The second laser, an excimer laser, is then used to gently change the shape of the cornea to the desired effect. The laser Rakesh Jayaswal uses is the WaveLight® Allegretto Wave® Eye-Q Laser (https://www.myalcon.com/products/surgical/wavelight-allegretto-wave-eye-q-laser/index.shtml ). The treatment is painless and typically takes less than 10 seconds. The flap is floated back into place and checked then eye drops are applied.
If the flap created is not judged to be satisfactory, the excimer laser treatment is not applied. It may be necessary to postpone the surgery, but this occurs only rarely. If it is not possible to create a flap using the laser, the surgeon may, using their professional judgment, offer the patient the opportunity to switch to a surface procedure e.g. LASEK.
Vision normally begins to improve after a few minutes and moderate vision is often achieved by the following day. Within 1 to 4 weeks most treated eyes have clear vision but it can take up to 12 weeks for the best optical quality to be achieved. There will be an imbalance in vision between treatment of the first and second eyes if they are treated separately.
The creation of the corneal flap carries the risk of complications not present with surface laser treatment. In addition to the risk of an unsatisfactory flap being created there is a possibility that the flap may be created without leaving a hinge in which case it will need to be carefully repositioned and very rarely stitched into place. In extreme cases complications due to infection, corneal perforation or other damage to the corneal flap could be sight threatening and may require further corrective surgery.
LASIK stands for Laser Assisted In Situ Keratomileusis.
It has become most common form of laser vision correction in the world. This is due in part to the fact that it is performed under a protective layer of corneal tissue, meaning there is less surface area to heal and less risk of corneal haze and scarring. It also allows for a more rapid visual recovery. LASIK is able to treat a broad range of refractive errors.
More than 15 million LASIK procedures have been performed worldwide, since it was first introduced in the late 1980s and has now become the most commonly performed procedure in the world.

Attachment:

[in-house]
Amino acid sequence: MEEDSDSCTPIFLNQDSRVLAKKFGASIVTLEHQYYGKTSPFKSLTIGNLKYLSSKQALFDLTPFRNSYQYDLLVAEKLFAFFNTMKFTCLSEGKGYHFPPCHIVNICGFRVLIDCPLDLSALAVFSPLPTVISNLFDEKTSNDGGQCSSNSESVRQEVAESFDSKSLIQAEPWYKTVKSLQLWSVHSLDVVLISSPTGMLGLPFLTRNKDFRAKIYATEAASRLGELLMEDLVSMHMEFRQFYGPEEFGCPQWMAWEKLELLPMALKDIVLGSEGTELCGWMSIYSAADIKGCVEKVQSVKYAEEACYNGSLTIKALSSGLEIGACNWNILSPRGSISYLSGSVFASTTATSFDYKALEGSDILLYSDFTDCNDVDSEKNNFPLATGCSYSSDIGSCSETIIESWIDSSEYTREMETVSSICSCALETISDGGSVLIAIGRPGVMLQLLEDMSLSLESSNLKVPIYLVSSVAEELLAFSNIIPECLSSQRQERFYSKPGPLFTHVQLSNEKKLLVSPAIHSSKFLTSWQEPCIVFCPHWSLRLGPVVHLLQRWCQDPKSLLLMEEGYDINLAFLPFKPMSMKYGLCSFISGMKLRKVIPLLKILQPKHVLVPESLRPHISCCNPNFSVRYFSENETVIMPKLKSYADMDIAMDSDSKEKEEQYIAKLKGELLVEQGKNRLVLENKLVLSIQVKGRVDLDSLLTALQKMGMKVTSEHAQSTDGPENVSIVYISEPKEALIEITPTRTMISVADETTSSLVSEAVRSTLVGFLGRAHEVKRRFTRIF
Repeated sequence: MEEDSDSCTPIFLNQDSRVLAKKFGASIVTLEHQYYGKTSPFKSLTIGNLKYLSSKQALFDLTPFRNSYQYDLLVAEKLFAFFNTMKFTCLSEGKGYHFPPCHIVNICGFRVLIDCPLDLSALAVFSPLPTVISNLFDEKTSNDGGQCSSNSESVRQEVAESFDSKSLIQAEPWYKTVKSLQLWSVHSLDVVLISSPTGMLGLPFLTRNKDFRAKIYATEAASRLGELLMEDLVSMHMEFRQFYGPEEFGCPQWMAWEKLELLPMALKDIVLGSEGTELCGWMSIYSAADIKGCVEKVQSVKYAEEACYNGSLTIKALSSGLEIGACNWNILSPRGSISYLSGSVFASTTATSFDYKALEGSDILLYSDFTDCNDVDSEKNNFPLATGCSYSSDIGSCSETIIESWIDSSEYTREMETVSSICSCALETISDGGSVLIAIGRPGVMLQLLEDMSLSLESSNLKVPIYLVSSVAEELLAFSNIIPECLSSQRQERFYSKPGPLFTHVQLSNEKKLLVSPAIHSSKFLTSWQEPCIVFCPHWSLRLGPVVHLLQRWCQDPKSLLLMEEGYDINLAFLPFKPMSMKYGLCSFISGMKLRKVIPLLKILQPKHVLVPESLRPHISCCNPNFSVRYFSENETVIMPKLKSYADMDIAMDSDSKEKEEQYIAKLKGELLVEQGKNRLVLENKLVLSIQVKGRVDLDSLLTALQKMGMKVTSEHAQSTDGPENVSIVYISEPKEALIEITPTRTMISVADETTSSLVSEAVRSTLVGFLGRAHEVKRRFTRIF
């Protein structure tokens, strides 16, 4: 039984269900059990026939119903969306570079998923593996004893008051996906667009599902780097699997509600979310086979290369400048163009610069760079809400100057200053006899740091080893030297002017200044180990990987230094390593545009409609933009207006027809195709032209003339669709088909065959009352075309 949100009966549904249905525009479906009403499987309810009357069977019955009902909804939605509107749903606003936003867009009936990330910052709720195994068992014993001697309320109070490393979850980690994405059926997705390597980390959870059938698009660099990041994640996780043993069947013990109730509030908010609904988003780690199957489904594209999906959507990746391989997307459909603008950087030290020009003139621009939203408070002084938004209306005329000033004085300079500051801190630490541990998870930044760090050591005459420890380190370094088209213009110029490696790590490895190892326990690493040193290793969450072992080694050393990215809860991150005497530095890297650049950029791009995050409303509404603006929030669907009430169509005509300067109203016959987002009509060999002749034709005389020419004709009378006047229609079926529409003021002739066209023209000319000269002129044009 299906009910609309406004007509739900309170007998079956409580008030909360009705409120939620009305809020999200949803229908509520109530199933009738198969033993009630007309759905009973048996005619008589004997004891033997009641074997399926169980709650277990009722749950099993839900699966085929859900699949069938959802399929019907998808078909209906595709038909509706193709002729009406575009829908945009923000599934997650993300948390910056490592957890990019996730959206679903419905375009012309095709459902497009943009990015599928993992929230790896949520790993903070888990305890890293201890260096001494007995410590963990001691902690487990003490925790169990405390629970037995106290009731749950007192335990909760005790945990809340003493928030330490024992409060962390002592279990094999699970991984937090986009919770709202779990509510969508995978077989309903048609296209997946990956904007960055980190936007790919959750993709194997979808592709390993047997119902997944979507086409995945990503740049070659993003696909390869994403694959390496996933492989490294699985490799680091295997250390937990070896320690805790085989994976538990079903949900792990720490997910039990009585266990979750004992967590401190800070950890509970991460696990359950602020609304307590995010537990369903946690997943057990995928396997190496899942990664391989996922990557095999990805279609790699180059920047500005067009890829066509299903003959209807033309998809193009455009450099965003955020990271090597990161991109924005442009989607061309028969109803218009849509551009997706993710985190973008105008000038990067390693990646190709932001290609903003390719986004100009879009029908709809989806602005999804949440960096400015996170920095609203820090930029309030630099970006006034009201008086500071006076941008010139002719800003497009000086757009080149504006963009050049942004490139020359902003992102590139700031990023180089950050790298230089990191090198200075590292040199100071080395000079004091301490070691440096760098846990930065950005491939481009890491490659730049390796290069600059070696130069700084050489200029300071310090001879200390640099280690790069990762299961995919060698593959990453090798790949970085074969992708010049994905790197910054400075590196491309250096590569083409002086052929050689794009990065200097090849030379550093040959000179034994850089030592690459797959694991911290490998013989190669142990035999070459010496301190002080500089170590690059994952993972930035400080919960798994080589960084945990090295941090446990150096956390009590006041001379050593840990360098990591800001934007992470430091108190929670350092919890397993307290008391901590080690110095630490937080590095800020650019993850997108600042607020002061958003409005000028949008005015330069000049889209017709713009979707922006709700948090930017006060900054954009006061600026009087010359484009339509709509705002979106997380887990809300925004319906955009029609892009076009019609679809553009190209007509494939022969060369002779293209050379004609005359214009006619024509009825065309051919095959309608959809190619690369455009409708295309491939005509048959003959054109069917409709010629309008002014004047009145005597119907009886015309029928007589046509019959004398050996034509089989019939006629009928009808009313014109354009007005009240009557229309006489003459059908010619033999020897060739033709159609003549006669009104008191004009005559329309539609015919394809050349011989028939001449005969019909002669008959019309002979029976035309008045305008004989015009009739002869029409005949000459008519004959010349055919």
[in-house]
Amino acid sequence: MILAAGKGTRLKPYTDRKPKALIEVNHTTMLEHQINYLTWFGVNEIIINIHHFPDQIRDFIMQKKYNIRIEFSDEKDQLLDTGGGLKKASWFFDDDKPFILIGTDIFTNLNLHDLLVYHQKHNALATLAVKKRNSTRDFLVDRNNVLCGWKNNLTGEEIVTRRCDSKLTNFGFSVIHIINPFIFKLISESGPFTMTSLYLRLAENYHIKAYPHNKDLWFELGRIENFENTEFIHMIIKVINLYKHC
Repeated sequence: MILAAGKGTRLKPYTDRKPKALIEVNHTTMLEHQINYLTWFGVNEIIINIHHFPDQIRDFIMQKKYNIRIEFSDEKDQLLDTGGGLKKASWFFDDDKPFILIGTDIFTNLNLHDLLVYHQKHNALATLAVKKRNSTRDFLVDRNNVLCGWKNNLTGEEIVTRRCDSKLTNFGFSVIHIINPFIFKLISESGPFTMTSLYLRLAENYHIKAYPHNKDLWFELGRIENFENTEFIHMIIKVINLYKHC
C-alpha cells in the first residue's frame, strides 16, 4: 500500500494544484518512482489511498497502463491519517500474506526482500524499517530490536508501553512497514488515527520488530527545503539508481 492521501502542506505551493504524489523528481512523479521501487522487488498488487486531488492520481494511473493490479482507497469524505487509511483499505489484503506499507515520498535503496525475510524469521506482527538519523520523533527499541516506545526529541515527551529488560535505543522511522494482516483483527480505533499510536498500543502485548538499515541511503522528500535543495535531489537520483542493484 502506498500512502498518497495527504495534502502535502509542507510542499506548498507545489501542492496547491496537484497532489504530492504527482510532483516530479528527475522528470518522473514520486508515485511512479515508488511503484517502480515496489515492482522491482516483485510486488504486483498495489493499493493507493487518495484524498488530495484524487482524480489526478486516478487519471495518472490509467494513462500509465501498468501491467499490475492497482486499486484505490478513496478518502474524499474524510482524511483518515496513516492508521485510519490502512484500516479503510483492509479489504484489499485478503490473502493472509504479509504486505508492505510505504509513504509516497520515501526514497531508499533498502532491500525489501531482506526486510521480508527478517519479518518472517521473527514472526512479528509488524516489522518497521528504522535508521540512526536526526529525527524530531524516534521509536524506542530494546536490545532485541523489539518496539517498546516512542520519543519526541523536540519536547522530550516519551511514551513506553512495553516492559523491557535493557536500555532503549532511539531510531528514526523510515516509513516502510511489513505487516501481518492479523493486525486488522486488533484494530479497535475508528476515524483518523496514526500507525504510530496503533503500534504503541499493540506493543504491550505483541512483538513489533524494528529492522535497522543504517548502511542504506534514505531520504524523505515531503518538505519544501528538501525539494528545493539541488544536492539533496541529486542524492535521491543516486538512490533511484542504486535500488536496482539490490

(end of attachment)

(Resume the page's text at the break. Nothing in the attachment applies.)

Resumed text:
The goal of LASIK is to reduce a patient’s dependence on their glasses or contact lenses. Current research suggests that over 99% of patients reach the legal driving standard without glasses or lenses following LASIK treatment.
LASIK is a virtually painless procedure and most patients only need anaesthetic drops to numb the eye prior to having this performed. The majority of patients say they feel no pain at all, though some mention feeling mild pressure or vibration during their treatment. Following the treatment there may be mild discomfort, but this is usually relieved by the use of the drops given at the time of the procedure, and by resting.
The procedure is very quick and involves creating a thin flap in the cornea and the laser is then applied to the mid corneal structure. The flap is then replaced and the vision recovers very quickly.
Z-LASIK uses the Swiss Z8 Femtosecond laser technology from Ziemer, arguably the most advanced femtosecond laser platform in the world.
The IntraLase Method has been used successfully on millions of eyes and we trust this advanced technology to deliver exceptional results.
The IntraLase Method is a 100% blade-free technique used to perform the critical first step in the LASIK procedure: creating the corneal flap. The creation of the corneal flap prepares the eye for the second step of the LASIK procedure, where an excimer laser is used on the inner cornea to correct vision.
The LASEK procedure involves preserving the extremely thin epithelial layer by lifting it from the eye’s surface before laser energy is applied for reshaping. After the LASEK procedure, the epithelium is replaced on the eye’s surface.
This is known as ‘surface’ laser, and is safer if your corneas are too thin or too steep for LASIK, or when it may be difficult to create a LASIK flap. The success rates for LASEK are very similar to those for the LASIK procedure.
SupraLASE™ is a surface laser procedure that uses a technologically advanced excimer laser to remove the surface cells before performing the reshape of the cornea to treat myopia and astigmatism.
By using a technique in which the eye is treated from beginning to end with lasers, this treatment is a ‘non touch’ treatment.
Photo Therapeutic Keratectomy laser surgery is done specifically to treat cornea injury or disease issues such as scars on the cornea or other types of corneal surface disease, including recurrent erosions syndrome of the cornea when other, more traditional treatments have failed. Similar to PRK, this type of eye surgery does not include vision correction. It is done for therapeutic reasons, to correct documented medical eye issues.
Advanced Topographic Guided Laser Treatment is one of the most precise methods of reducing higher order aberrations in patients with keratoconus. Following sequential, precise mapping of the cornea, the laser treatment is customised to accurately follow the topography to gently remove the peak of the corneal tissue in the most irregular areas. The cornea is then cross linked to stabilise it and ‘lock in’ the changes.
The major irregularities in the corneal surface caused by keratoconus can be reduced often improving vision , reducing discomfort with contact lenses and reducing the requirement to wear contact lenses.
Below are two maps showing a patient who underwent this technique with Mr. Jayaswal. Looking at the sagittal curvature map (top left) in each of the two scans, the shape of the cornea has changed from an irregular astigmatism to a regular astigmatism after treatment. This patient was able to avoid a corneal graft and resume life with just a soft contact lens.